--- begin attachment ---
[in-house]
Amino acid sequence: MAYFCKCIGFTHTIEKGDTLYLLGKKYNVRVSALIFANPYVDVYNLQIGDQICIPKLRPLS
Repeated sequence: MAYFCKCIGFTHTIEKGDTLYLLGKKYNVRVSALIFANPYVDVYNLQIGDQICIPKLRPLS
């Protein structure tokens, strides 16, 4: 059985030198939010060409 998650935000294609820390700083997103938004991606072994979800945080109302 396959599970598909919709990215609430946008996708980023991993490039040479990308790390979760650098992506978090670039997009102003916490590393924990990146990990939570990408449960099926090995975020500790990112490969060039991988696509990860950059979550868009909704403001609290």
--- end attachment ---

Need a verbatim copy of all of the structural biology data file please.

[in-house]
Amino acid sequence: MAYFCKCIGFTHTIEKGDTLYLLGKKYNVRVSALIFANPYVDVYNLQIGDQICIPKLRPLS
Repeated sequence: MAYFCKCIGFTHTIEKGDTLYLLGKKYNVRVSALIFANPYVDVYNLQIGDQICIPKLRPLS
């Protein structure tokens, strides 16, 4: 059985030198939010060409 998650935000294609820390700083997103938004991606072994979800945080109302 396959599970598909919709990215609430946008996708980023991993490039040479990308790390979760650098992506978090670039997009102003916490590393924990990146990990939570990408449960099926090995975020500790990112490969060039991988696509990860950059979550868009909704403001609290």